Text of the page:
How AUV and ROV Technology Played a Key Role in Historic Shipwreck Discovery

How AUV and ROV Technology Played a Key Role in Historic Shipwreck Discovery

WWII Wreck Located in South Pacific

An underwater research and exploration vessel has played a key role in locating a major US aircraft carrier lost during World War Two. The R/V Petrel, owned and operated by philanthropist Paul Allen, discovered the remains of the USS Hornet on the seabed, 5,330 metres below the surface of the South Pacific Ocean near the Solomon Islands in late January 2019. This article looks more closely at the importance of underwater technology in enabling this historic find.

The R/V Petrel is an expedition ship belonging to Vulcan Inc, a company founded by explorer and philanthropist Paul G. Allen, co-founder of Microsoft who died in October 2018. It was first used in August 2017 to locate the wreckage of the USS Indianapolis, another ship that sank during WWII after being struck by Japanese torpedoes. Having been lost in July 1945, Indianapolis was located at a depth of 5,500 metres in the Philippine Sea. Since then, the team has been dedicated to finding and documenting historic shipwrecks with a focus on World War Two. In another success, R/V Petrel located the aircraft carrier USS Lexington found at 2,023 metres in the Coral Sea in March 2018.

Pivotal Role in History

The crew of the 250-foot R/V Petrel were keen to locate the USS Hornet (CV-8) to honour the memory of Paul Allen, who was particularly interested in aircraft carriers, but also because of the Hornet’s involvement in many pivotal moments in naval battles. For example, the Hornet is well-known for launching the important Doolittle Raid – the first airborne attack of Japanese homeland targets including Tokyo – in April 1942 and for its role in winning the Battle of Midway in June 1942. Ultimately, the Hornet became irreparably damaged by enemy torpedos and dive bombers in the Solomon Islands campaign, during the Battle of the Santa Cruz Islands on 26 October 1942. Faced with an approaching Japanese surface force, the Hornet was abandoned, but not before 140 sailors from the crew of nearly 2,200 had lost their lives. The vessel was later torpedoed and sunk by approaching Japanese destroyers.

Now, over 75 years after vanishing beneath the waves, USS Hornet has been relocated at a depth of almost 5,400 metres below the surface. The ten-person expedition team on R/V Petrel started on their mission by analysing data from national and naval archives, including official deck logs and action reports from other ships engaged in the final battle. They arrived at a starting point for their search by plotting positions and sightings from nine other US warships in the area at the time.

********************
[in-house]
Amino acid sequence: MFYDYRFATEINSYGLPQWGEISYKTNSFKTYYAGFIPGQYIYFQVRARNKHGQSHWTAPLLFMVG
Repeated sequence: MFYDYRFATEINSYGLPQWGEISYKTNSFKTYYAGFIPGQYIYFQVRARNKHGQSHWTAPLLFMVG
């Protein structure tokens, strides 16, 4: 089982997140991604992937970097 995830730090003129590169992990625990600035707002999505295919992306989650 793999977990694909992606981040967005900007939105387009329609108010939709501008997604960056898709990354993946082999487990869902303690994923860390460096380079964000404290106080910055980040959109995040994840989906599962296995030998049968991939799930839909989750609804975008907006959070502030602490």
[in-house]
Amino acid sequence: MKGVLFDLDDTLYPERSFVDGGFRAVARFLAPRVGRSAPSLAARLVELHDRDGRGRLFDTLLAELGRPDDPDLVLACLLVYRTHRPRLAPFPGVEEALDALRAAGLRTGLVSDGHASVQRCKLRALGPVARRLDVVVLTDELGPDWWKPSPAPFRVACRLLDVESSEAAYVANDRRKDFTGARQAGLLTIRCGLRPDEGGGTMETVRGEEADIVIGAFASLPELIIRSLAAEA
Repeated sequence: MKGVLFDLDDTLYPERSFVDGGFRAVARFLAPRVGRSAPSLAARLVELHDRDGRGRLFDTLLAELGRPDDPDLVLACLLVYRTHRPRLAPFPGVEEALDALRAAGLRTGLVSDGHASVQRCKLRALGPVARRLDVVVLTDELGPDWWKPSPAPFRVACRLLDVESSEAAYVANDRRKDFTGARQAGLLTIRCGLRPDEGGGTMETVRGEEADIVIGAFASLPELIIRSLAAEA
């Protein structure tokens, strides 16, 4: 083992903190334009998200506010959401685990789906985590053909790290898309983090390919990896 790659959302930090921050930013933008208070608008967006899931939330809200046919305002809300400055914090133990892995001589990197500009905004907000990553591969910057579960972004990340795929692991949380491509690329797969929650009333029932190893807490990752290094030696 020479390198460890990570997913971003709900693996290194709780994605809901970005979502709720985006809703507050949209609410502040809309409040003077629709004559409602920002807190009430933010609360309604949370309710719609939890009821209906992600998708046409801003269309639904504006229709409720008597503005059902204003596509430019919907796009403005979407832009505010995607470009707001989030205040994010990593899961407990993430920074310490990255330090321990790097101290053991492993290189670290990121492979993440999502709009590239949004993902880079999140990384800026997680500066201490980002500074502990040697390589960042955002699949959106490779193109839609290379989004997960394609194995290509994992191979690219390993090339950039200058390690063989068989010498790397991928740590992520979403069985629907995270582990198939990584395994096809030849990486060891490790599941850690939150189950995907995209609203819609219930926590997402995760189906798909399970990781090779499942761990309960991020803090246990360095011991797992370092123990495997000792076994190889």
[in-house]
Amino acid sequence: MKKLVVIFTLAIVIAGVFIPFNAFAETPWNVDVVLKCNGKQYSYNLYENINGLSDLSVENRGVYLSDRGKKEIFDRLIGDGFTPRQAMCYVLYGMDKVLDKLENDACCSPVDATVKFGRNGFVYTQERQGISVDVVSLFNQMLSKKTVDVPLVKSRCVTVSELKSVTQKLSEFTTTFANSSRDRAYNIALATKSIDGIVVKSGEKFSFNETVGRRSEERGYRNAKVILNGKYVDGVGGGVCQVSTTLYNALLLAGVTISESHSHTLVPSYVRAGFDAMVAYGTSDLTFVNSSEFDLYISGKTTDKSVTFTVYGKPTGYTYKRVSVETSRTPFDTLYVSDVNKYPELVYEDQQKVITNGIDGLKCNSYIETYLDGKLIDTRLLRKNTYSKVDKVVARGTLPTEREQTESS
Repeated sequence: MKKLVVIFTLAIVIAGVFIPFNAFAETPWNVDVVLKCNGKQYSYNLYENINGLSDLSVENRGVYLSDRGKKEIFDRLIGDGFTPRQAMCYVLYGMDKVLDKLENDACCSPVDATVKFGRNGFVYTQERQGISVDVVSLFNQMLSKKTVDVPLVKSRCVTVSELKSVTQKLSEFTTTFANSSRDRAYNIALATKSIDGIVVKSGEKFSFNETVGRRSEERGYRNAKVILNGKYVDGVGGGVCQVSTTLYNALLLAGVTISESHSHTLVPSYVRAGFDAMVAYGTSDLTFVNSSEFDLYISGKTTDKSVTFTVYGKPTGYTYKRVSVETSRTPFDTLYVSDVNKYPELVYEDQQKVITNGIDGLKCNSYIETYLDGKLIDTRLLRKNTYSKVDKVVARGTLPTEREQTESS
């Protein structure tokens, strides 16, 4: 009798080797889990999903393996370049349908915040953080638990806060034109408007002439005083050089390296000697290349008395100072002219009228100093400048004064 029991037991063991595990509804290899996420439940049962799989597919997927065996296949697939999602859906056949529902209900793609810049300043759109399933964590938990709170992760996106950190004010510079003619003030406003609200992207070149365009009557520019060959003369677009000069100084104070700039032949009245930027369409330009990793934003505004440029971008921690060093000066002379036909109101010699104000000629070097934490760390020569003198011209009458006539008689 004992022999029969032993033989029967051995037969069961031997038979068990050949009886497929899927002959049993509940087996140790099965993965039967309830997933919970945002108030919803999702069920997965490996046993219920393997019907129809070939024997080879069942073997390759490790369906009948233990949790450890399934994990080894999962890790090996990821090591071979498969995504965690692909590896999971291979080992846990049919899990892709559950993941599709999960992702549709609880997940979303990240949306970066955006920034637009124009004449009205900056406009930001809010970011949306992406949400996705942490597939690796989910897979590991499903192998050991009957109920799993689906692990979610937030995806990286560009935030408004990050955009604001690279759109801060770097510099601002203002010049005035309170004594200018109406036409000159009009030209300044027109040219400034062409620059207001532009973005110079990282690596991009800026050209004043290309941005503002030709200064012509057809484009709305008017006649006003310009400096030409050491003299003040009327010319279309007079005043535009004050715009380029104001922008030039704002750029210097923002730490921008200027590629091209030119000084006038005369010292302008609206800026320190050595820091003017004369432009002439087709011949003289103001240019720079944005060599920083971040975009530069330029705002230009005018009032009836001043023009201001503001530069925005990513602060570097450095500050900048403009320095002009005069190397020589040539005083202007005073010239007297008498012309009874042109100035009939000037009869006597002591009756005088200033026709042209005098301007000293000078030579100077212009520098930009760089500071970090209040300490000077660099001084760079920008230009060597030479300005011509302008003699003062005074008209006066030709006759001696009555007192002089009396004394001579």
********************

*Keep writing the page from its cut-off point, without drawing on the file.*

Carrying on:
USS Hornet underway in Hampton Roads (Virginia, USA) on 27 October 1941

Depth-rated to 6,000 Metres

R/V Petrel is currently the only privately owned vessel equipped to explore down to depths of 6,000 metres. It is fitted with ultra-high-tech underwater equipment including an autonomous underwater vehicle (AUV) – the Remus 6000 – and an echosounder package consisting of one Kongsberg EM710 hull-mounted multibeam system, one Kongsberg EA600 hull-mounted singlebeam system, one ROV-mounted BlueView M450 2D multibeam imaging sonar and one EdgeTech 2205 AUV-mounted sidescan array (75/230kHz with interometric bathymetry). The ROV is an Argus 6000, which recently had an R2Sonic MBES added to it and is outfitted with a full inertial navigation system (INS) including doppler velocity log (DVL), an ultra-short baseline (USBL) tracking system from Kongsberg and a heading reference system. There are a total of nine video cameras on the ROV: six standard-definition cameras used for manoeuvring and three high-definition (HD) TV cameras for presentation and broadcasting purposes.

Former Gunner

The Hornet was discovered on the first dive mission of the Petrel’s AUV, and the ROV provided live video footage so that the find could be confirmed. As part of its coverage of the discovery, American TV channel CBS News spoke to former crew member Richard Nowatzki, who is now 95 years old and lives in California. He was an 18-year-old gunner on the aircraft carrier in World War Two. As he watched the live images of the Hornet being beamed back from the ROV, he joked to the researchers, “If you go down to my locker, there are 40 bucks in it, you can have it!” Although the locker might not be found, the high-definition video images captured by the ROV clearly show torpedo damage to the hull of the USS Hornet as well as details such as a five-inch anti-aircraft gun and even an International Harvester aircraft tug. The exact location of the Hornet is being kept a secret to protect the final resting place of the wreck and her crew.

Further Reading

Wreckage of the USS Hornet was discovered in late January, 2019 by the expedition crew of RV Petrel. (Courtesy: Navigea)
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